gnashing our terrible teeth at banned books


I remember reading Where the Wild Things Are when I was a kid. I don't know who gave me my copy, probably a relative, because we were poor, but I do remember the way that book made me feel. I knew exactly why Max needed to chase that dog around in his wolf suit, and why he would tell his mother that he'd eat her up. I envied him for being able to sail away from his problems to a land where he was in charge--and he wasn't even scared of the wild things! I wanted to hang in trees and howl at the moon...but eventually I wanted to be my mother's child again too. That book resonates with children because they understand it and see themselves as Max!

Iread that book to my nieces and nephews and I love reading it at the library with storytimes--I've never met someone who didn't enjoy it...so, it felt apropos to wind down Banned Book Week 2012 with sharing quotes from this, one of my top 3 favorite picture book of all time.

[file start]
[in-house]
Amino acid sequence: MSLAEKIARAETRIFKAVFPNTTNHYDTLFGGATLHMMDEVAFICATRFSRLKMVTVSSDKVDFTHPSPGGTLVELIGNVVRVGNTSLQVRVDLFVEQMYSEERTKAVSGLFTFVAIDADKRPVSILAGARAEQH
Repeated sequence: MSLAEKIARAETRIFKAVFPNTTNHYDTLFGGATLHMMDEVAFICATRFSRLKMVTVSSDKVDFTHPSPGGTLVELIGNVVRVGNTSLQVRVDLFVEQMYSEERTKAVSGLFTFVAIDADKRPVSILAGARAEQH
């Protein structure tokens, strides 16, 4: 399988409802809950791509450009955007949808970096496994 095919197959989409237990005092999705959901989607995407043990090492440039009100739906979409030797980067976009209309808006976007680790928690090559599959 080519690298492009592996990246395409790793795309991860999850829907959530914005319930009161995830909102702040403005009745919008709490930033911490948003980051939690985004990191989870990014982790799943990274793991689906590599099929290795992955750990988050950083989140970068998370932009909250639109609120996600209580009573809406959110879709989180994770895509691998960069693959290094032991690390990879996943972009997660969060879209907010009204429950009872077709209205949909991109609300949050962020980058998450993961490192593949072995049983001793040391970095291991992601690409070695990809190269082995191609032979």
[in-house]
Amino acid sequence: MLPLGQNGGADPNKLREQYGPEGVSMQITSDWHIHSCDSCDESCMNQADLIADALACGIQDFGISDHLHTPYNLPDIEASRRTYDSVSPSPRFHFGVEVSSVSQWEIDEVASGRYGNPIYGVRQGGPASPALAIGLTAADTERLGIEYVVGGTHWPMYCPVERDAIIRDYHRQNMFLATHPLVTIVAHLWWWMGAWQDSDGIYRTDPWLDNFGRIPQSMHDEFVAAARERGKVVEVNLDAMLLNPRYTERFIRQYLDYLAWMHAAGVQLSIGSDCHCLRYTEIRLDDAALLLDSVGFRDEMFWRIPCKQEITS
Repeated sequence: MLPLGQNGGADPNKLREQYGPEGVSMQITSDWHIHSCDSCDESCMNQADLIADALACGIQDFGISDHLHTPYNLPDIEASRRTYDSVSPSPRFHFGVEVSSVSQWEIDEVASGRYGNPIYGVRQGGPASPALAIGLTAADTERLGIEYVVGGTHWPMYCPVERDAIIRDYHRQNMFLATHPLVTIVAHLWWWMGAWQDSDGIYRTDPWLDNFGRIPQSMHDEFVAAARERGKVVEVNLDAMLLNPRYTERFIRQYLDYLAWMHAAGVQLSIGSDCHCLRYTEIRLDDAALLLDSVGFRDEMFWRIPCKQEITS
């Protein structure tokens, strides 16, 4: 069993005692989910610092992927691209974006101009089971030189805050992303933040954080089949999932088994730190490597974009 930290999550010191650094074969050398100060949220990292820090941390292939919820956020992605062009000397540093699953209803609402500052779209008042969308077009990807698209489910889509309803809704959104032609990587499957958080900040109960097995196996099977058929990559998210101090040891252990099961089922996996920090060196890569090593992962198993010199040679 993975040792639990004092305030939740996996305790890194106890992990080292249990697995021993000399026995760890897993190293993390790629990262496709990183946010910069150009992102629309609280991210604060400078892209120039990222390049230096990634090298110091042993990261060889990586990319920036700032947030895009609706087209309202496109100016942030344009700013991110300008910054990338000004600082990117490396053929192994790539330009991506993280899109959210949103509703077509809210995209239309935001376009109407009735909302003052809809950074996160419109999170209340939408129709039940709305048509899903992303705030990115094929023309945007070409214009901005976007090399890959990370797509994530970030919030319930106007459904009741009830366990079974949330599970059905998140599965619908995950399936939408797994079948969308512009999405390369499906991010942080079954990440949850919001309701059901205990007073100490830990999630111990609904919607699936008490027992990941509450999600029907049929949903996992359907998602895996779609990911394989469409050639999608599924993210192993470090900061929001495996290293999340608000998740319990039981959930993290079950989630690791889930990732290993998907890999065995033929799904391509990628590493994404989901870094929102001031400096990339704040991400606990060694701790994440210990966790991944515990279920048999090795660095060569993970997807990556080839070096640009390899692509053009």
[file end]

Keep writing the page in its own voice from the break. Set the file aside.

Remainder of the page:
Where the Wild Things Are was banned all over when it was first released, for reasons including: Max's tantrums being poor representation of how children should act, anti-authority (parents), the book's psychoanalytical interpretations, and my favorite: Bruno Bettelheim (in a March 1969 review in Ladies Home Journal) expressed concerns that the book might be psychologically damaging for the pre-school set because he thought that Max's mother withholding dinner as punishment might be traumatizing to young children.

BE A REBEL! READ A BANNED BOOK!!


“But the wild things cried, “Oh please don't go- We'll eat you up- we love you so!”

“And the wild things roared their terrible roars and gnashed their terrible teeth and rolled their terrible eyes and showed their terrible claws.”

“And [he] sailed back over a year
and in and out of weeks
and through a day
and into the night of his very own room
where he found his supper waiting for him
and it was still hot” 
--Quotes all taken from Maurice Sendak's Where the Wild Things Are

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